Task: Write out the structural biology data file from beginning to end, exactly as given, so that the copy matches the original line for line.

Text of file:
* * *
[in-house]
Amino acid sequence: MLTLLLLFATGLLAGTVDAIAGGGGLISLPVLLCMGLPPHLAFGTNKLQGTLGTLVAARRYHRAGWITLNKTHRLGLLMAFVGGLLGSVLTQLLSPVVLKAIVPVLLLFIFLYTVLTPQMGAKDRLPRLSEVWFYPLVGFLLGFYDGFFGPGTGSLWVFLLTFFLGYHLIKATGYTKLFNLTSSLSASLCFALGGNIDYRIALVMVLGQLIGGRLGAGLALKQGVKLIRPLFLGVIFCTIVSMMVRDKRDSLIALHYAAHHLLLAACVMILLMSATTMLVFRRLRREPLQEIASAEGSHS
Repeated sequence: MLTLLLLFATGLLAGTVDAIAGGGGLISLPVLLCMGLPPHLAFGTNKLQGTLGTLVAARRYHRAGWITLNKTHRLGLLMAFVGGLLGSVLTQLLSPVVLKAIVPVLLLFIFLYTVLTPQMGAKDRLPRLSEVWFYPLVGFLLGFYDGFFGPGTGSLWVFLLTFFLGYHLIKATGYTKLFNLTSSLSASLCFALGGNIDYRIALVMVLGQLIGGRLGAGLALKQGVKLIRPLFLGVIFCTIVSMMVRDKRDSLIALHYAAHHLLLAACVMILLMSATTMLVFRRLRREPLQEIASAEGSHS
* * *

[in-house]
Amino acid sequence: MLTLLLLFATGLLAGTVDAIAGGGGLISLPVLLCMGLPPHLAFGTNKLQGTLGTLVAARRYHRAGWITLNKTHRLGLLMAFVGGLLGSVLTQLLSPVVLKAIVPVLLLFIFLYTVLTPQMGAKDRLPRLSEVWFYPLVGFLLGFYDGFFGPGTGSLWVFLLTFFLGYHLIKATGYTKLFNLTSSLSASLCFALGGNIDYRIALVMVLGQLIGGRLGAGLALKQGVKLIRPLFLGVIFCTIVSMMVRDKRDSLIALHYAAHHLLLAACVMILLMSATTMLVFRRLRREPLQEIASAEGSHS
Repeated sequence: MLTLLLLFATGLLAGTVDAIAGGGGLISLPVLLCMGLPPHLAFGTNKLQGTLGTLVAARRYHRAGWITLNKTHRLGLLMAFVGGLLGSVLTQLLSPVVLKAIVPVLLLFIFLYTVLTPQMGAKDRLPRLSEVWFYPLVGFLLGFYDGFFGPGTGSLWVFLLTFFLGYHLIKATGYTKLFNLTSSLSASLCFALGGNIDYRIALVMVLGQLIGGRLGAGLALKQGVKLIRPLFLGVIFCTIVSMMVRDKRDSLIALHYAAHHLLLAACVMILLMSATTMLVFRRLRREPLQEIASAEGSHS